Bennion Workshop - Public Keynote Address

Domesticating Revolution: The Material Culture of Homespun Violence in the American Revolution

Zara Anishanslin headshot

Flyer - Bennion Keynote Lecture

Monday, June 24th - Merrill Cazier Library - Room 101, Utah State University, Logan Main Campus
5:00 - Reception
5:30 - Keynote Address: "Domesticating Revolution: The Material Culture of Homespun Violence in the American Revolution"
Zoom Option - Register to receive a link to view remotely
Join us for this engaging lecture on the homespun movement and violence during the American Revolution from renowned scholar Zara Anishanslin.

Zara Anishanslin, University of Delaware

Zara Anishanslin is a scholar who specializes in doing history through material culture—the “historian with a thing for things.”

In this keynote address, "Domesticating Revolution," Anishanslin looks at the critical role that homespun violence--manifested in the form of material culture--played in crafting Patriot political culture during the American Revolution. The talk brings together military and women’s history, and political and family history through  material culture. "Domesticating Revolution" discusses the parallel politics of homespun violence on the battlefield and the homefront.  Patriot soldiers used homespun objects to memorialize battlefield violence, while Patriot women and children created and used things, such as musket ball necklaces and calico printed quilts with General George Washington on horseback, that also enshrined memories of military conflict and violence in the home.  These things help us to understand how women and children at home, as well as military men,  contributed to a developing American patriotism by collecting and using things that celebrated wartime violence,  using material culture to announce their militant embrace of the revolutionary cause on their bodies and in their homes.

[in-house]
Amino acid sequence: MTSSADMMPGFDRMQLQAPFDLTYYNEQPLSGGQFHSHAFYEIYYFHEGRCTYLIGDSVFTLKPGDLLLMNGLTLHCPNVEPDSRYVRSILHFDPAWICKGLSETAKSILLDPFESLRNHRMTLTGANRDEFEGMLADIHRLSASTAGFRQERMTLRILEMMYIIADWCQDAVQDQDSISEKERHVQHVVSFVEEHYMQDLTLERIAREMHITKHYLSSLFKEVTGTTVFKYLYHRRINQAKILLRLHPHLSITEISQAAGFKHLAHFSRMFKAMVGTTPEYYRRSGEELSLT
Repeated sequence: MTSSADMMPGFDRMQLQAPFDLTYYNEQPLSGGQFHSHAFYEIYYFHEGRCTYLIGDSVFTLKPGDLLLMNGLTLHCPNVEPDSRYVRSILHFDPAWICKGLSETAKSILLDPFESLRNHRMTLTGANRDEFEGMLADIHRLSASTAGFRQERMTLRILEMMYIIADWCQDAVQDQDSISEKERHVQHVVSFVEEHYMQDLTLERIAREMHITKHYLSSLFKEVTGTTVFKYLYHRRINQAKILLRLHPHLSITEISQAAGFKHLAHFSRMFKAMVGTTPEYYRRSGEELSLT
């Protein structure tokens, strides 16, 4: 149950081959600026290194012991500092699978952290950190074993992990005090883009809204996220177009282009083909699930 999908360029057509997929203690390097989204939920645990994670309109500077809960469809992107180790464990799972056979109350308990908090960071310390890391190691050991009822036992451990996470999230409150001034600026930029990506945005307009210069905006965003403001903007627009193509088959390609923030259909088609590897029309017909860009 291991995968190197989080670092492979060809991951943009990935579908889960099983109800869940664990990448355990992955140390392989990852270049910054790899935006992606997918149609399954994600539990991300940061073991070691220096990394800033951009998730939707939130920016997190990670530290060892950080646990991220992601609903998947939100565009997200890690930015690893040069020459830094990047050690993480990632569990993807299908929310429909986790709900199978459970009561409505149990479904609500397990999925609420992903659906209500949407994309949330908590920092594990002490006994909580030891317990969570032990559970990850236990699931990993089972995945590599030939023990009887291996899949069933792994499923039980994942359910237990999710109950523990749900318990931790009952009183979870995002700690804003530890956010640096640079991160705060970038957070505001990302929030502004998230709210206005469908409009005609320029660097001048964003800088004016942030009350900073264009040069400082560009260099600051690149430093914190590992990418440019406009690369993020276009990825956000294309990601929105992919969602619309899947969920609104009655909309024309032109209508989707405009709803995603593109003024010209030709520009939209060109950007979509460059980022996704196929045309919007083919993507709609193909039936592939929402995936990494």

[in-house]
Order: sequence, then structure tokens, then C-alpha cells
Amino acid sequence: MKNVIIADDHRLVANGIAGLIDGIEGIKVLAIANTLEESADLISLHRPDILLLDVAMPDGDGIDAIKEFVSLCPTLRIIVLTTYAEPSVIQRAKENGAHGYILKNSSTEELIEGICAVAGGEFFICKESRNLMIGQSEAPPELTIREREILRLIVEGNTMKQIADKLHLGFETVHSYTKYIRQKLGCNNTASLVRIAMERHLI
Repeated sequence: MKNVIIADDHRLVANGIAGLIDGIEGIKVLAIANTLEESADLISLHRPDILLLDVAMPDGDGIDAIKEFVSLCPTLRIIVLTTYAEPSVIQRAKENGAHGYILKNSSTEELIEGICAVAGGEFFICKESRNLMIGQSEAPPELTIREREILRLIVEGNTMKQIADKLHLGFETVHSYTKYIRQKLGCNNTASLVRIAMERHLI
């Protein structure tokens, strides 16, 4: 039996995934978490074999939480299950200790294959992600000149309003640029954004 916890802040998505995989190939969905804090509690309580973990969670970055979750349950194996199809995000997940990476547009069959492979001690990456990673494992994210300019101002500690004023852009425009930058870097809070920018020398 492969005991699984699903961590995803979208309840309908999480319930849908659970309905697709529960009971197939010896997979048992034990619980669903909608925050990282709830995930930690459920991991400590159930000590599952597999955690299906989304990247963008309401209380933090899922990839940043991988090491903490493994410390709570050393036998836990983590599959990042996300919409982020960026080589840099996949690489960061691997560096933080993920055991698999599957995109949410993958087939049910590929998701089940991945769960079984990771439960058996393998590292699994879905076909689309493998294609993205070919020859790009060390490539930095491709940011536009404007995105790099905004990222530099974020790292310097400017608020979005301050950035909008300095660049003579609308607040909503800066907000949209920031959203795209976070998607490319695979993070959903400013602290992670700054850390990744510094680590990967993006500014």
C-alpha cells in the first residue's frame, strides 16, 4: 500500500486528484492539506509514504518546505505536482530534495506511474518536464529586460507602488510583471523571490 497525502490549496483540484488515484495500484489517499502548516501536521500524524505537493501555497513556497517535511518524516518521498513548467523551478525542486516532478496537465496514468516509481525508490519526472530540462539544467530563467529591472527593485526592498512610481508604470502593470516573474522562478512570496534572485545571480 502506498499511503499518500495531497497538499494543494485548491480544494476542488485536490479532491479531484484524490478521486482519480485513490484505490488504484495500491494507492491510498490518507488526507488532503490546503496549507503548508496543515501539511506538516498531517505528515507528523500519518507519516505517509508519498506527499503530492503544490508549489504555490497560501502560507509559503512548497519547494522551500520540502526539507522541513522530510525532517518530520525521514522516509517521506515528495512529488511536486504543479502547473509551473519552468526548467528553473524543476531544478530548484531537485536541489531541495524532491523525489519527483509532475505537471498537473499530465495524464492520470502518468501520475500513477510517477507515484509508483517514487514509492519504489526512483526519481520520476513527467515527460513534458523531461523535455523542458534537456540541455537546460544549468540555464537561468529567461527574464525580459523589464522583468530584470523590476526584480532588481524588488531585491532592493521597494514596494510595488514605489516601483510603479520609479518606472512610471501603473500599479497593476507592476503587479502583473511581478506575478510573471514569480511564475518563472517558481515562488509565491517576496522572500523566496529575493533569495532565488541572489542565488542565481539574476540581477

Anishanslin is a professor who’s equally passionate about spreading historical knowledge inside the classroom and being a public historian. You can find her talking history on podcasts like Ben Franklin’s World and TV shows like the Travel Channel’s Mysteries at the Museum. She writes about how the past is relevant to the present for the “Made by History” series at The Washington Post—like the real history of the famous phrase, “a republic, if you can keep it.” She’s often a historical and material culture consultant for exhibitions, like the Philadelphia Museum of Art’s recent redo of its early American galleries, and (most impressive to her children) Lin-Manuel Miranda’s Hamilton: The Exhibition.

From 2021-23, she’s a Mellon/ACLS Scholars & Society Fellow, working to innovate humanities education and bring new stories about the Founding Era to the public in partnership with Philadelphia’s Museum of the American Revolution. Including her new book, Under the King’s Nose: Ex-Pat Patriots in the American Revolution (The Belknap Press of Harvard University Press, forthcoming). If you haven’t seen it yet, check out her first book—Portrait of a Woman in Silk: Hidden Histories of the British Atlantic World (Yale University Press, 2016), available in paperback. Andcoming soon (fall 2023!) you can find her talking about lots of stuff on her new history podcast “Thing4Things.” To meet the rest of the team, hear more about Season 1 “The Stuff of Revolution,” and get notified when it premieres Fall 2023, visit!